Behavioral Health at Any Age: No One Needs to Struggle Alone

Many areas of behavioral health can be something of a mystery to the general public. Myths and misconceptions about mental health and substance use are often significant obstacles to looking out for the well-being of ourselves and our loved ones. Talking about suicide does NOT plant the idea in someone’s head. Many mental health conditions are preventable. Depression is NOT a normal part of aging. Let’s focus on that last one. It’s worth repeating; experiencing feelings of depression is not a given as we grow older. However, behavioral health problems like depression often go undiagnosed in older adults. Older adults as well as their loved ones and even their healthcare providers sometimes dismiss symptoms of depression as “normal” signs of frailty – inevitably, our bodies grow physically weaker as we age. However, the National Institute of Mental Health (NIMH)notes that many equivocate symptoms of depression with the physical weaknesses of aging, leading them to ignore these indicators of a potential mental health issue. Others believe that feelings of depression are just the natural result of changes in life that typically happen to older adults. Major life events more common to older adults – such as retirement, the death of a loved one, or moving out of the family home – can be stressors that impact our behavioral health. Facing the loss of someone [...]

2021-03-25T16:38:55-04:00January 15th, 2021|Depression, Older Adults|

National Depression Screening Day 2020

Author: Maria Boswell, Director, Health Promotion, Department of Behavioral Health and Intellectual disAbility Services Every October, on National Depression Screening Day (NDSD), we encourage everyone to get “a check-up from the neck-up” and talk about mental health.  National Depression Screening Day (NDSD) seeks to educate, raise awareness, reduce stigma, and connect Philadelphians with mental health screenings and resources. How do I know I might have depression?  If you struggle with depression, you can have trouble sleeping (sleeping too much or not enough), concentrating, and very low energy. You can lose interest in activities you once enjoyed, lose confidence in yourself, and feel worthless. Some people have recurring thoughts of death or suicide, and can often feel trapped or desperately alone. Depression can be a very painful and frightening experience.  For many, depression can show itself in angry outbursts, frequent crying, irritability, or problems at home, work, or school. Depression can feel like you are all alone, and you can’t imagine that anyone else feels as much pain as you do. Well, that’s not true. Depression affects 40 million families each year, and other people feel and have felt similar to you. People are reluctant to seek help for many reasons, including embarrassment, shame, fear, and social stigma. For some people, hiding their depression seems like the only solution. For others, finding negative ways [...]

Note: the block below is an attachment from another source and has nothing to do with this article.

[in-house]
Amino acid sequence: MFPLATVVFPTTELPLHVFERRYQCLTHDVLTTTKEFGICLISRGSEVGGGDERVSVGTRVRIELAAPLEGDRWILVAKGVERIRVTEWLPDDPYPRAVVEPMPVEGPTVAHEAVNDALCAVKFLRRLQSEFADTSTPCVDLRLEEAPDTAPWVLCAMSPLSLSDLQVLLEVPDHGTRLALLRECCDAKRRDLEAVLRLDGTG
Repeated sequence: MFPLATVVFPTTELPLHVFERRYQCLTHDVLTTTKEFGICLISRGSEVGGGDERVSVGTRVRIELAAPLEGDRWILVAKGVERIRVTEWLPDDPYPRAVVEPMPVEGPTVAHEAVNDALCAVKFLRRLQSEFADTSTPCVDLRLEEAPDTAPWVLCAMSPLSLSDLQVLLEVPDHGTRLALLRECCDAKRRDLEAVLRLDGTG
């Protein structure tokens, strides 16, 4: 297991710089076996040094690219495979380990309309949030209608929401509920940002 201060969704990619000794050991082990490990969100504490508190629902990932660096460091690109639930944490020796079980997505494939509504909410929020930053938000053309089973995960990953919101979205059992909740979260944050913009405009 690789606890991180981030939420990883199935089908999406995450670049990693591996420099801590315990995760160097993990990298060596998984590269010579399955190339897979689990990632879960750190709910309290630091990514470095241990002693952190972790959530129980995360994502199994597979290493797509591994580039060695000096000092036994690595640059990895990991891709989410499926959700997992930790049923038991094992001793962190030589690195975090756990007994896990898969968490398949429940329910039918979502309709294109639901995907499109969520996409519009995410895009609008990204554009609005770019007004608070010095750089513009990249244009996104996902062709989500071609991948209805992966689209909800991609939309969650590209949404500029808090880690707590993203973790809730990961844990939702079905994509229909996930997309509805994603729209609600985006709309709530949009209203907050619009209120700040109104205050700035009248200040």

2021-01-28T23:11:12-05:00October 5th, 2020|Depression|